Mastering Fitness

Personal Trainer, Fitness Educator, and Web Developer

Become a fitness master

Programs, books, and more to come

Tag: powerlifting

Getting Huge While Moving Well

I just saw a comment on one of my daily YouTube videos that shook me.

It’s not that it was particularly scary or outrageous… it just reminded me so much of me.

How do you get huge while nursing your body? Is it even possible?

How do you treat that nagging shoulder/elbow/hip/back/etc but still have fun in the gym?

How do you sweat and make your muscles burn when you feel indefinitely injured?

This post is probably the most existential topic I’ve ever covered. It addresses the questions I’ve been pondering the most for the last decade.

Continue reading

Autoregulation – Modifying workouts when you aren’t feeling your best

The biggest value in having a coach is in coming up with a plan B.

Anyone can write a program or find one on the internet, but it takes knowledge, skill, and even some intuition to modify that program on the fly.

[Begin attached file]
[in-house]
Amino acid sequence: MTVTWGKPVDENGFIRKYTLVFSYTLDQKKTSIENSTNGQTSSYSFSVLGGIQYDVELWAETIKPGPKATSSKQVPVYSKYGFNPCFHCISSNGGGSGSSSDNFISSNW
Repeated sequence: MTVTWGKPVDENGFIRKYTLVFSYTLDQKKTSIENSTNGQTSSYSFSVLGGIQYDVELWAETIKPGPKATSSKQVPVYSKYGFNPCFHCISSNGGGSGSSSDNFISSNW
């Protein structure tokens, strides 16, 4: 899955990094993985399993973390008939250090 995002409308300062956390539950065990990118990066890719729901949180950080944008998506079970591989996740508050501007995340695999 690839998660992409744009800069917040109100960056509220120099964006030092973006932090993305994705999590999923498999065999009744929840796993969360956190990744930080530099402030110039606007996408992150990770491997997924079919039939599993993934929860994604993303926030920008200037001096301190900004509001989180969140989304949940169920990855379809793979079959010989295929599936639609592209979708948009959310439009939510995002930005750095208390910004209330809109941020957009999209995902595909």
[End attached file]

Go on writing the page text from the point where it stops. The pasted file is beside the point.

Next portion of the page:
If you never need modifications, I call you a unicorn. If you frequently need modifications, I’m sorry for your luck and I know how you feel.

Autoregulation how we modify your training program for any given day. It demonstrates both the science and the art side of coaching. I could gather a gather a bunch of data about you:

Continue reading

Your Weekly Schedule for Building Strength of All Types

Quick Definitions

Types of Strength

Absolute strength is how much you can do. Period.

Relative strength is how much you can do… relative to your body weight. This type of strength is the most “functional” because it doesn’t come with the high cost of heavy bodyweight. This is what most normal people are looking for.

Barbell strength is generally measured by how much weight you can lift with a barbell. This is what most powerlifters are after: big squats, bench presses, and deadlifts.

Bodyweight strength is taxed by decreasing your joint leverage. If I want to move the most weight on a barbell, I want my joints to be in optimal alignment. If I want to do crazy bodyweight stuff, “optimal alignment” means something totally different. There is usually a strong mobility / flexibility component to this as well. High bodyweight strength is highly impressive.

Continue reading

© 2022 Lance Goyke

Theme by Anders NorenUp ↑